"The authority's position is it is the state engineer's responsibility to make sure that doesn't happen," Reimer said.
King's approval for the proposal in March 2012 is being challenged separately, in Nevada state court.
Attorney Simeon Herskovits, representing the Great Basin Water Network, told Gordon that the water underground dates to ice ages and isn't replenished today. He called environmental damage inevitable.
"The project is designed to take the maximum amount of water from these basins in perpetuity," he said.
Environmental studies took eight years before the bureau in December 2012 granted permission for the pipeline to cross 263 miles (423 kilometers) of federal land from sparsely populated White Pine and Lincoln counties to the Las Vegas area, home to 2 million residents and host to 40 million tourists a year.
In response to another question from the judge, government lawyer Luther Hajek said the federal Bureau of Land Management "just issues the right-of-way. It doesn't have final say on how much water is pumped."
State and federal go-aheads brought challenges in state and federal courts from environmentalists, activists, local governments in rural towns in the two counties, plus the Duckwater and Ely Shoshone tribes and the Confederated Tribes of the Goshute Reservation in Utah.
No tribe in the area was properly consulted, and none signed off on the plan, Rovianne Leigh, attorney for the Goshutes, said Monday.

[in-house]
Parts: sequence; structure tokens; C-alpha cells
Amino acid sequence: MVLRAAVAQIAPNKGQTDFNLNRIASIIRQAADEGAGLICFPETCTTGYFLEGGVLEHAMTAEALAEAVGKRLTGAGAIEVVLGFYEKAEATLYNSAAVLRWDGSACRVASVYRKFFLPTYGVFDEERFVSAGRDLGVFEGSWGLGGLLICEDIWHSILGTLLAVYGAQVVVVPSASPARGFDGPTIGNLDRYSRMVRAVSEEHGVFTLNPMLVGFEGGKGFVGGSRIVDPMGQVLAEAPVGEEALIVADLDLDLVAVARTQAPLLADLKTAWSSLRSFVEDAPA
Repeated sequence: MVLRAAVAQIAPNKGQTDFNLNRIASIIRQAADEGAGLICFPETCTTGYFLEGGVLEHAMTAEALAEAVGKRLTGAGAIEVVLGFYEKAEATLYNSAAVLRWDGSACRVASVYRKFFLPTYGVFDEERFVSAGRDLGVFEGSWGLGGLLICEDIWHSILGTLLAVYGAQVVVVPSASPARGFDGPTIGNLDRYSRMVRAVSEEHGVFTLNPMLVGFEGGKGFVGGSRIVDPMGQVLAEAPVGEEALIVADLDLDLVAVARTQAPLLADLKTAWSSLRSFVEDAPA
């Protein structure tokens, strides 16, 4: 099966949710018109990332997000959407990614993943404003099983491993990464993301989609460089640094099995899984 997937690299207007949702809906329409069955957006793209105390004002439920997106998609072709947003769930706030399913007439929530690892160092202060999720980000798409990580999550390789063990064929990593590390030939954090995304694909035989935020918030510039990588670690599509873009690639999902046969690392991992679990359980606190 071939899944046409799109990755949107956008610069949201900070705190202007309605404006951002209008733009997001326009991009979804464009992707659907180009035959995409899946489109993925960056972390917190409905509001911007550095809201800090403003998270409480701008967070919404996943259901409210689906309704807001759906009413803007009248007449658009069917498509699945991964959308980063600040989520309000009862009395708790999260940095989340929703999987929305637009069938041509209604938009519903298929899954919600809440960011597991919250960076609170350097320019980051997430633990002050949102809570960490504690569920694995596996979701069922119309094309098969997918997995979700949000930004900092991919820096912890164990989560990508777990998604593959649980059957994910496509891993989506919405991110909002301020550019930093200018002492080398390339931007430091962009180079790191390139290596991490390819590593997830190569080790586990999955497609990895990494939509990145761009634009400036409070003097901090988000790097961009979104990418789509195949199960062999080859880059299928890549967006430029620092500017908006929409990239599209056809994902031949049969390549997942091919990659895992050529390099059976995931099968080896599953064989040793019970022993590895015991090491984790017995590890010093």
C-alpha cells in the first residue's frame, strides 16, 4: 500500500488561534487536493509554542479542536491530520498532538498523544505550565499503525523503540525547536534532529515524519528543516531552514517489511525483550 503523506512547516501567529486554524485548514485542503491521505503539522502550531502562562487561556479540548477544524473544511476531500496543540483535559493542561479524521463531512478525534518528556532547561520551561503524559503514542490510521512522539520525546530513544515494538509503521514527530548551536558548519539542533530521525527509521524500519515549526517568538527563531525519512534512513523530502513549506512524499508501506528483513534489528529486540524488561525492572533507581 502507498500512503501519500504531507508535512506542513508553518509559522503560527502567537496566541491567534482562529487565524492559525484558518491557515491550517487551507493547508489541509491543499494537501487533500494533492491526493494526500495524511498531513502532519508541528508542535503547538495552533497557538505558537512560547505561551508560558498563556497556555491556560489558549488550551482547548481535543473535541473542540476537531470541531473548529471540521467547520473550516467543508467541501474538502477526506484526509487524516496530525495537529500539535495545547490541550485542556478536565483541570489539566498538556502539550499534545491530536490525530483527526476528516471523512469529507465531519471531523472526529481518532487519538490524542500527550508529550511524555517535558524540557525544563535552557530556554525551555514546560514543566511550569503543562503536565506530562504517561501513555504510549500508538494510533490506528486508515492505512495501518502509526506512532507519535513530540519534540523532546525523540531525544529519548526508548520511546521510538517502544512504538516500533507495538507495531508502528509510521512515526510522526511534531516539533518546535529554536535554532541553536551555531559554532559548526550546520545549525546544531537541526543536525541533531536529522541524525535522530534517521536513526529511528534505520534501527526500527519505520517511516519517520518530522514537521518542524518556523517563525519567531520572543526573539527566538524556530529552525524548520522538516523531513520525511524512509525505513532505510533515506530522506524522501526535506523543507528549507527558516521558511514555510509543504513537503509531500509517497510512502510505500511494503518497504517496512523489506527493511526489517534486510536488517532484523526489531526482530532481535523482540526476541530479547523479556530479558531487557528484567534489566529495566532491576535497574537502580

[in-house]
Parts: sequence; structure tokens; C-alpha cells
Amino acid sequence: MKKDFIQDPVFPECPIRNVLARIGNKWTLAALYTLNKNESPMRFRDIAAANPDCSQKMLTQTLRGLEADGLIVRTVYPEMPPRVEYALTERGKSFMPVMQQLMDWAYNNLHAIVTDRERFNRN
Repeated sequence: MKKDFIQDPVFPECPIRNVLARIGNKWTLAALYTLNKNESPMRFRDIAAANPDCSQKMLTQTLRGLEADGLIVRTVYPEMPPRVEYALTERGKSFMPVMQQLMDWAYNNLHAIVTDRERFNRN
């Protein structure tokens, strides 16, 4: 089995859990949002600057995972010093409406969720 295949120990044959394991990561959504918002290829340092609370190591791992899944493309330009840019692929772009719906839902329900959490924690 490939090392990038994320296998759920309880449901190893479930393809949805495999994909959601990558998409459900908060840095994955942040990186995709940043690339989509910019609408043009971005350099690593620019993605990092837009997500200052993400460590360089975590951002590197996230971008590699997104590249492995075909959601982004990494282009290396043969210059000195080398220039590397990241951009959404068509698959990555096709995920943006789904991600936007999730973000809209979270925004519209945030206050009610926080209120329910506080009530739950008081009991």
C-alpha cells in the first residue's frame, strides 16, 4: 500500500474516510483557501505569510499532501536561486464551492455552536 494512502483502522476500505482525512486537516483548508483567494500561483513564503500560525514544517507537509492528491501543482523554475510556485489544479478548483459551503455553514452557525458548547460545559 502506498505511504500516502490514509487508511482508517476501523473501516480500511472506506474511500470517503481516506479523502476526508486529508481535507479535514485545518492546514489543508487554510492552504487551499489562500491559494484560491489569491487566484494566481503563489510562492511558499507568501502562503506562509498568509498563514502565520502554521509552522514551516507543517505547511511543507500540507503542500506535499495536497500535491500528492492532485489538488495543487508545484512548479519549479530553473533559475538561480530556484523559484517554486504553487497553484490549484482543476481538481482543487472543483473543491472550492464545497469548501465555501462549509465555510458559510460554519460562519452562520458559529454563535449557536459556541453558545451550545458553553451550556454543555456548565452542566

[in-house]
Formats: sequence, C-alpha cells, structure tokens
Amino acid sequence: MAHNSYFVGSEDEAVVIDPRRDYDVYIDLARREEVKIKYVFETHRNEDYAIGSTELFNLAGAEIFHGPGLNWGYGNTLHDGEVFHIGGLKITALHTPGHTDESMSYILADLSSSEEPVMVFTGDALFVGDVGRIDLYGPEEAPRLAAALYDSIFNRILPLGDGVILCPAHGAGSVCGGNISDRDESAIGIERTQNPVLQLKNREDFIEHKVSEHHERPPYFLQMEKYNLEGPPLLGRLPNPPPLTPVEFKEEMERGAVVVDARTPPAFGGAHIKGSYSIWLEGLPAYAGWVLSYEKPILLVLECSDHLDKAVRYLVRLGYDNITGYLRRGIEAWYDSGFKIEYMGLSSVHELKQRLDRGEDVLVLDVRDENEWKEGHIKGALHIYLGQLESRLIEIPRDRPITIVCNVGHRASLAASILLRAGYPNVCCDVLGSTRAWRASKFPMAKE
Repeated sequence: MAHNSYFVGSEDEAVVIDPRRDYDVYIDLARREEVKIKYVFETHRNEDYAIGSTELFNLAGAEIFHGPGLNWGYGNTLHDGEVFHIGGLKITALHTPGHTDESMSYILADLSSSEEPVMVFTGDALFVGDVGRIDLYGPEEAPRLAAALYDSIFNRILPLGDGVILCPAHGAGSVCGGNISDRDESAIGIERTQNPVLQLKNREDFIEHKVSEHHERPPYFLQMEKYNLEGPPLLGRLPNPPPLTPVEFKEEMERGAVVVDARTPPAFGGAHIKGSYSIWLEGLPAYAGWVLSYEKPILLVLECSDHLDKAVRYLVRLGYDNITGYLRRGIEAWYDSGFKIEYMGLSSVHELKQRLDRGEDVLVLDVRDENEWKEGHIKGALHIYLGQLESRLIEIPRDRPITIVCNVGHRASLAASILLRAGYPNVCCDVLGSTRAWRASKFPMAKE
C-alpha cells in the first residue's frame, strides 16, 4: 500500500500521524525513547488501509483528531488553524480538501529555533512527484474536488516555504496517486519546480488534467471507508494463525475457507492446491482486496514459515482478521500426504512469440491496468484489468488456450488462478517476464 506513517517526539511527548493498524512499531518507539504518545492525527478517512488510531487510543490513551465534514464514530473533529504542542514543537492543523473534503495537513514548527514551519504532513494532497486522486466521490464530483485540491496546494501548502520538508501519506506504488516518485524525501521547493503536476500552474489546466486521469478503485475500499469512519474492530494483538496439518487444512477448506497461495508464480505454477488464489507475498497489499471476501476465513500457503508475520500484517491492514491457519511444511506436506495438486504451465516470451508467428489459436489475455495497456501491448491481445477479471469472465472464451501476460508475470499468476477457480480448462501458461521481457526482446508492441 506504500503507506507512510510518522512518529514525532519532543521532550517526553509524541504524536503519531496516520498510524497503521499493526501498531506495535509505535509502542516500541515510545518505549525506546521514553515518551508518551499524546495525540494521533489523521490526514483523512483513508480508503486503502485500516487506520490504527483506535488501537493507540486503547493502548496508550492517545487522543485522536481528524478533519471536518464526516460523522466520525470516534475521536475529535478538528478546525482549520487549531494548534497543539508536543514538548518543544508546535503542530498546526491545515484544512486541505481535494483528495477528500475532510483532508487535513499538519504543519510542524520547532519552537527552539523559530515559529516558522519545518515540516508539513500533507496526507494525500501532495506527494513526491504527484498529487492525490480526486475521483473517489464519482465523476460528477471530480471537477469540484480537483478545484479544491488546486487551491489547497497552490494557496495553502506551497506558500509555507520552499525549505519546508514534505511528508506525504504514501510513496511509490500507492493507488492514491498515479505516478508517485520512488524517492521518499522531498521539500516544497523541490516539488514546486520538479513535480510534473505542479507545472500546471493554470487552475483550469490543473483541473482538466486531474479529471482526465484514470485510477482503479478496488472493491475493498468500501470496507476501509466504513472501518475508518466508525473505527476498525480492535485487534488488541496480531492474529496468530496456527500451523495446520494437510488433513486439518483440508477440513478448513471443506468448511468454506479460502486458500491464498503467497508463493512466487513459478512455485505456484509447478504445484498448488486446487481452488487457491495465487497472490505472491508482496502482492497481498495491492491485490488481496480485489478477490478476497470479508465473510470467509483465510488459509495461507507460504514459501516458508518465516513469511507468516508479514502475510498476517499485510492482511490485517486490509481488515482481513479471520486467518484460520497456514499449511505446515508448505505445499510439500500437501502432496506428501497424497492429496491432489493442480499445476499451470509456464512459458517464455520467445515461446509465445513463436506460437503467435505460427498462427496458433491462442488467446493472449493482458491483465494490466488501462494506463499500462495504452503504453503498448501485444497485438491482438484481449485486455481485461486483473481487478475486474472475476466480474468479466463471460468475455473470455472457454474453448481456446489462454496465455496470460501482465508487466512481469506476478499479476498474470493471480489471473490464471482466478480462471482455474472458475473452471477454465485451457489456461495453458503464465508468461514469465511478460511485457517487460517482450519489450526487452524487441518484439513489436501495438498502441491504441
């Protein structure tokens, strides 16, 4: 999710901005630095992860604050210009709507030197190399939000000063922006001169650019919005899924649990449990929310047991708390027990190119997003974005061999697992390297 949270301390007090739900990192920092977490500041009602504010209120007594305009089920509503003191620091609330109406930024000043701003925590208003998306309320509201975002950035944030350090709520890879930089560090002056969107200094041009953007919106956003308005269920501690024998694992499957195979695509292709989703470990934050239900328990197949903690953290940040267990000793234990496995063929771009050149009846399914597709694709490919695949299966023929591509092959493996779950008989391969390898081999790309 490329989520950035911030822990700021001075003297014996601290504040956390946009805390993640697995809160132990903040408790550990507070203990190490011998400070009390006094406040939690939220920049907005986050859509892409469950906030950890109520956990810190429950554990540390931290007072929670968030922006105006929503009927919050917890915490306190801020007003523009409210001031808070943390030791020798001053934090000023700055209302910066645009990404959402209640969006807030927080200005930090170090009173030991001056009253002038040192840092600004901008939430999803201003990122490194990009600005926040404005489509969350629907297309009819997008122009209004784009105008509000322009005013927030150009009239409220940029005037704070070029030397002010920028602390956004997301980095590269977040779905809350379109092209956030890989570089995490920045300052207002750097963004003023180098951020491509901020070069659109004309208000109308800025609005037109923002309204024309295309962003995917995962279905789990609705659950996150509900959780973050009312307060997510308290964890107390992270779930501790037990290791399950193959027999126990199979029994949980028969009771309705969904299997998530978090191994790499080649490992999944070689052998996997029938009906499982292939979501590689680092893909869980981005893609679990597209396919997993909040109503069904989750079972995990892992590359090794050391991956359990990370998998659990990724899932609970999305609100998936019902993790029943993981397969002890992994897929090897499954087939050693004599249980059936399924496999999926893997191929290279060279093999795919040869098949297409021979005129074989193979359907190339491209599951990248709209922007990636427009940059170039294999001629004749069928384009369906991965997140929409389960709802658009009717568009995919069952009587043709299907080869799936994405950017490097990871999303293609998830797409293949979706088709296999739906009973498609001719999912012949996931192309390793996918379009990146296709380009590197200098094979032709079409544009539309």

She described tribal elders' fears that a meadow wetland in Spring Valley will go dry. The site is revered and used in sacred ceremonies, and remembered as the site of massacres 150 years ago.
"When the water is gone, it is gone forever," Leigh said.
Water agency officials concede it will cost billions of dollars to build a pipeline to carry 75,000 gallons of water daily a distance comparable to a drive from Los Angeles to Las Vegas. But they say it may become essential if drought keeps shrinking the Lake Mead reservoir on the Colorado River, which supplies 90 percent of Las Vegas drinking water.
Project planners say that once wells are drilled and water begins flowing, engineers can measure the effects on the environment and correct, or mitigate, any damage that might result.
"Can the (Bureau of Land Management) stop this project before water is drawn?" the judge mused from the bench. "Isn't this a case of momentum at this point? A ball rolling downhill?"
Gordon, who also has more than three years' worth of written court filings from all sides, said he expects to issue a written decision within several weeks.
That would be before King holds hearings in late September on a state judge's order that he reconsider whether there is enough underground water to supply the pipeline.